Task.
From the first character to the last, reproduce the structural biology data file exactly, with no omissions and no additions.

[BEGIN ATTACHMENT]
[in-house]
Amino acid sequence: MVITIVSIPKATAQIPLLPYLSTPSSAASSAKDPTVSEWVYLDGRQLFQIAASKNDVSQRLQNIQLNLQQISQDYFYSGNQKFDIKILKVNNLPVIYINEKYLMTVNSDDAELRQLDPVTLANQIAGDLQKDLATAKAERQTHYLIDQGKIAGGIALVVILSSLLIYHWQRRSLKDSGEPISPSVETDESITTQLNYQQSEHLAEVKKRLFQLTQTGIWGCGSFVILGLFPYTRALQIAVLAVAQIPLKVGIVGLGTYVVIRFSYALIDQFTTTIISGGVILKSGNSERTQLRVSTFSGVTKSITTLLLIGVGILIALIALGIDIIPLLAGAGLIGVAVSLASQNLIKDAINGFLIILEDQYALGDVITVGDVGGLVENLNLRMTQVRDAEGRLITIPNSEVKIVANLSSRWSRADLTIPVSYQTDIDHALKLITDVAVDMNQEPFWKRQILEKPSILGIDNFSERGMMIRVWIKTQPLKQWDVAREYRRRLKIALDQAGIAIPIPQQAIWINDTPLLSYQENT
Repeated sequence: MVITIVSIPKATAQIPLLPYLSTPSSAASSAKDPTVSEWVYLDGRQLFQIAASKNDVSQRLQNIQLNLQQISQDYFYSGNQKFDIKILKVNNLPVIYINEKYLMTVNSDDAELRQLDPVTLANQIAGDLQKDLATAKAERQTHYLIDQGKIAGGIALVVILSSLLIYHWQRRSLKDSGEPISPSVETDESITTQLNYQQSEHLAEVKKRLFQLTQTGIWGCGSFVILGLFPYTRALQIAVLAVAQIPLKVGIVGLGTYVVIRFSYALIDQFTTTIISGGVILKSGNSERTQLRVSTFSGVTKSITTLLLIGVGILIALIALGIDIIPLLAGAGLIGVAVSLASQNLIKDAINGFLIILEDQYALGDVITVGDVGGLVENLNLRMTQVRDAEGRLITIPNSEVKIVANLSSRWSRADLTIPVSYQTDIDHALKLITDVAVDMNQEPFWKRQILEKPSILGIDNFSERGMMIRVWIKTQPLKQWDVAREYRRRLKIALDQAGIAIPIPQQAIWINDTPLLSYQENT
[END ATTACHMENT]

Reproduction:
[in-house]
Amino acid sequence: MVITIVSIPKATAQIPLLPYLSTPSSAASSAKDPTVSEWVYLDGRQLFQIAASKNDVSQRLQNIQLNLQQISQDYFYSGNQKFDIKILKVNNLPVIYINEKYLMTVNSDDAELRQLDPVTLANQIAGDLQKDLATAKAERQTHYLIDQGKIAGGIALVVILSSLLIYHWQRRSLKDSGEPISPSVETDESITTQLNYQQSEHLAEVKKRLFQLTQTGIWGCGSFVILGLFPYTRALQIAVLAVAQIPLKVGIVGLGTYVVIRFSYALIDQFTTTIISGGVILKSGNSERTQLRVSTFSGVTKSITTLLLIGVGILIALIALGIDIIPLLAGAGLIGVAVSLASQNLIKDAINGFLIILEDQYALGDVITVGDVGGLVENLNLRMTQVRDAEGRLITIPNSEVKIVANLSSRWSRADLTIPVSYQTDIDHALKLITDVAVDMNQEPFWKRQILEKPSILGIDNFSERGMMIRVWIKTQPLKQWDVAREYRRRLKIALDQAGIAIPIPQQAIWINDTPLLSYQENT
Repeated sequence: MVITIVSIPKATAQIPLLPYLSTPSSAASSAKDPTVSEWVYLDGRQLFQIAASKNDVSQRLQNIQLNLQQISQDYFYSGNQKFDIKILKVNNLPVIYINEKYLMTVNSDDAELRQLDPVTLANQIAGDLQKDLATAKAERQTHYLIDQGKIAGGIALVVILSSLLIYHWQRRSLKDSGEPISPSVETDESITTQLNYQQSEHLAEVKKRLFQLTQTGIWGCGSFVILGLFPYTRALQIAVLAVAQIPLKVGIVGLGTYVVIRFSYALIDQFTTTIISGGVILKSGNSERTQLRVSTFSGVTKSITTLLLIGVGILIALIALGIDIIPLLAGAGLIGVAVSLASQNLIKDAINGFLIILEDQYALGDVITVGDVGGLVENLNLRMTQVRDAEGRLITIPNSEVKIVANLSSRWSRADLTIPVSYQTDIDHALKLITDVAVDMNQEPFWKRQILEKPSILGIDNFSERGMMIRVWIKTQPLKQWDVAREYRRRLKIALDQAGIAIPIPQQAIWINDTPLLSYQENT